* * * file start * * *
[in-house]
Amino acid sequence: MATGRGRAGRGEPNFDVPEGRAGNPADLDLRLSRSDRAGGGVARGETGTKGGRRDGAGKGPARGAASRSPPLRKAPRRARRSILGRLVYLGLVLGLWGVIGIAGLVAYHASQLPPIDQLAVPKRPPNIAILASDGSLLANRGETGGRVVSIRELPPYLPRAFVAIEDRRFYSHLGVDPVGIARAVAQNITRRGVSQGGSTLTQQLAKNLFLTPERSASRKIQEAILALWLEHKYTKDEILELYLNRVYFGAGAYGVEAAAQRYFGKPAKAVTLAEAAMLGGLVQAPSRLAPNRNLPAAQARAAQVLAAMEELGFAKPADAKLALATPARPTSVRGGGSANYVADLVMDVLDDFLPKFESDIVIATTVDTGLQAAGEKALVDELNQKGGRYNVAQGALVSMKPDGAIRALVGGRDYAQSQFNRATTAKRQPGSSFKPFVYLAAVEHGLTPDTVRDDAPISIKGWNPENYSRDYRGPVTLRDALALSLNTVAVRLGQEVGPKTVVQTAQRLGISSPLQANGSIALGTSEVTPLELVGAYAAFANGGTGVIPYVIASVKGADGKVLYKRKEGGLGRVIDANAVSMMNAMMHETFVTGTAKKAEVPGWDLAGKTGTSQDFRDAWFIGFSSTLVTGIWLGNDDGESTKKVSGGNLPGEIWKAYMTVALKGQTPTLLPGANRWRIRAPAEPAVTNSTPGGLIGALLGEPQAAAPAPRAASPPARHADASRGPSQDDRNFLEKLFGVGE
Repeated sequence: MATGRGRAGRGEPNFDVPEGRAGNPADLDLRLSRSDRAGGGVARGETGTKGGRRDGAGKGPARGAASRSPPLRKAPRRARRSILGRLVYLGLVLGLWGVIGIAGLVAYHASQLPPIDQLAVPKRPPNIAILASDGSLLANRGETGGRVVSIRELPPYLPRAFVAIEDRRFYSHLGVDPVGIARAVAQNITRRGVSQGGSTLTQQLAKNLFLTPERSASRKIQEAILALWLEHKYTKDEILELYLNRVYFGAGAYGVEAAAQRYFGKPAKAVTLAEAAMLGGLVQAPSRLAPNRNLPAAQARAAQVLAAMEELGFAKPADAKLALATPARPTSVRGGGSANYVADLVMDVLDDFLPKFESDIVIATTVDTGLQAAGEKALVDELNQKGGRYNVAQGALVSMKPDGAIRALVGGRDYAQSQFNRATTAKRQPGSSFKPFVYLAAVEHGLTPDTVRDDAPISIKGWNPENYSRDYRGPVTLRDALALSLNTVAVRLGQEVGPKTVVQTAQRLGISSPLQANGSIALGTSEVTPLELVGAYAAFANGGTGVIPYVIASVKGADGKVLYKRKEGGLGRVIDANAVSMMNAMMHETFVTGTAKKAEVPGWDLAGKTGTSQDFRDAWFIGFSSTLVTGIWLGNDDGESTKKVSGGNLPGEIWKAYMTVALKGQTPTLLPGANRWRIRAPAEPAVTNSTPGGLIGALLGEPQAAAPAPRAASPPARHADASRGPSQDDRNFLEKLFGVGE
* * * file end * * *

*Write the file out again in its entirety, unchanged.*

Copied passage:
[in-house]
Amino acid sequence: MATGRGRAGRGEPNFDVPEGRAGNPADLDLRLSRSDRAGGGVARGETGTKGGRRDGAGKGPARGAASRSPPLRKAPRRARRSILGRLVYLGLVLGLWGVIGIAGLVAYHASQLPPIDQLAVPKRPPNIAILASDGSLLANRGETGGRVVSIRELPPYLPRAFVAIEDRRFYSHLGVDPVGIARAVAQNITRRGVSQGGSTLTQQLAKNLFLTPERSASRKIQEAILALWLEHKYTKDEILELYLNRVYFGAGAYGVEAAAQRYFGKPAKAVTLAEAAMLGGLVQAPSRLAPNRNLPAAQARAAQVLAAMEELGFAKPADAKLALATPARPTSVRGGGSANYVADLVMDVLDDFLPKFESDIVIATTVDTGLQAAGEKALVDELNQKGGRYNVAQGALVSMKPDGAIRALVGGRDYAQSQFNRATTAKRQPGSSFKPFVYLAAVEHGLTPDTVRDDAPISIKGWNPENYSRDYRGPVTLRDALALSLNTVAVRLGQEVGPKTVVQTAQRLGISSPLQANGSIALGTSEVTPLELVGAYAAFANGGTGVIPYVIASVKGADGKVLYKRKEGGLGRVIDANAVSMMNAMMHETFVTGTAKKAEVPGWDLAGKTGTSQDFRDAWFIGFSSTLVTGIWLGNDDGESTKKVSGGNLPGEIWKAYMTVALKGQTPTLLPGANRWRIRAPAEPAVTNSTPGGLIGALLGEPQAAAPAPRAASPPARHADASRGPSQDDRNFLEKLFGVGE
Repeated sequence: MATGRGRAGRGEPNFDVPEGRAGNPADLDLRLSRSDRAGGGVARGETGTKGGRRDGAGKGPARGAASRSPPLRKAPRRARRSILGRLVYLGLVLGLWGVIGIAGLVAYHASQLPPIDQLAVPKRPPNIAILASDGSLLANRGETGGRVVSIRELPPYLPRAFVAIEDRRFYSHLGVDPVGIARAVAQNITRRGVSQGGSTLTQQLAKNLFLTPERSASRKIQEAILALWLEHKYTKDEILELYLNRVYFGAGAYGVEAAAQRYFGKPAKAVTLAEAAMLGGLVQAPSRLAPNRNLPAAQARAAQVLAAMEELGFAKPADAKLALATPARPTSVRGGGSANYVADLVMDVLDDFLPKFESDIVIATTVDTGLQAAGEKALVDELNQKGGRYNVAQGALVSMKPDGAIRALVGGRDYAQSQFNRATTAKRQPGSSFKPFVYLAAVEHGLTPDTVRDDAPISIKGWNPENYSRDYRGPVTLRDALALSLNTVAVRLGQEVGPKTVVQTAQRLGISSPLQANGSIALGTSEVTPLELVGAYAAFANGGTGVIPYVIASVKGADGKVLYKRKEGGLGRVIDANAVSMMNAMMHETFVTGTAKKAEVPGWDLAGKTGTSQDFRDAWFIGFSSTLVTGIWLGNDDGESTKKVSGGNLPGEIWKAYMTVALKGQTPTLLPGANRWRIRAPAEPAVTNSTPGGLIGALLGEPQAAAPAPRAASPPARHADASRGPSQDDRNFLEKLFGVGE